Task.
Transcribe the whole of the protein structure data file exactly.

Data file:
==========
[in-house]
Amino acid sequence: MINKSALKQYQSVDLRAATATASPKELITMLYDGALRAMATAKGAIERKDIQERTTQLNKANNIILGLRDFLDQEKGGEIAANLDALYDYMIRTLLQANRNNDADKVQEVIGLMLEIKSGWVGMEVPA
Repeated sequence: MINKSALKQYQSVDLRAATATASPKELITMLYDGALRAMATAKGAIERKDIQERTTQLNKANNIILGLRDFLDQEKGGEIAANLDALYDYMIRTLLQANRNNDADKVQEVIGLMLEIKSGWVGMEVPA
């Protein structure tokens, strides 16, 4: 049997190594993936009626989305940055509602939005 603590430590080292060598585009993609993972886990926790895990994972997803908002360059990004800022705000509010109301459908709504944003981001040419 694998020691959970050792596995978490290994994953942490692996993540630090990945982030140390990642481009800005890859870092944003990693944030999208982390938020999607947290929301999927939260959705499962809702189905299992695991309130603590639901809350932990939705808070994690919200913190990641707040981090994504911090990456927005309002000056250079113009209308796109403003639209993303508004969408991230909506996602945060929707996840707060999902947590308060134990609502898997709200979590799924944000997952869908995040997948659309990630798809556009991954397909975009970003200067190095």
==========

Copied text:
[in-house]
Amino acid sequence: MINKSALKQYQSVDLRAATATASPKELITMLYDGALRAMATAKGAIERKDIQERTTQLNKANNIILGLRDFLDQEKGGEIAANLDALYDYMIRTLLQANRNNDADKVQEVIGLMLEIKSGWVGMEVPA
Repeated sequence: MINKSALKQYQSVDLRAATATASPKELITMLYDGALRAMATAKGAIERKDIQERTTQLNKANNIILGLRDFLDQEKGGEIAANLDALYDYMIRTLLQANRNNDADKVQEVIGLMLEIKSGWVGMEVPA
């Protein structure tokens, strides 16, 4: 049997190594993936009626989305940055509602939005 603590430590080292060598585009993609993972886990926790895990994972997803908002360059990004800022705000509010109301459908709504944003981001040419 694998020691959970050792596995978490290994994953942490692996993540630090990945982030140390990642481009800005890859870092944003990693944030999208982390938020999607947290929301999927939260959705499962809702189905299992695991309130603590639901809350932990939705808070994690919200913190990641707040981090994504911090990456927005309002000056250079113009209308796109403003639209993303508004969408991230909506996602945060929707996840707060999902947590308060134990609502898997709200979590799924944000997952869908995040997948659309990630798809556009991954397909975009970003200067190095």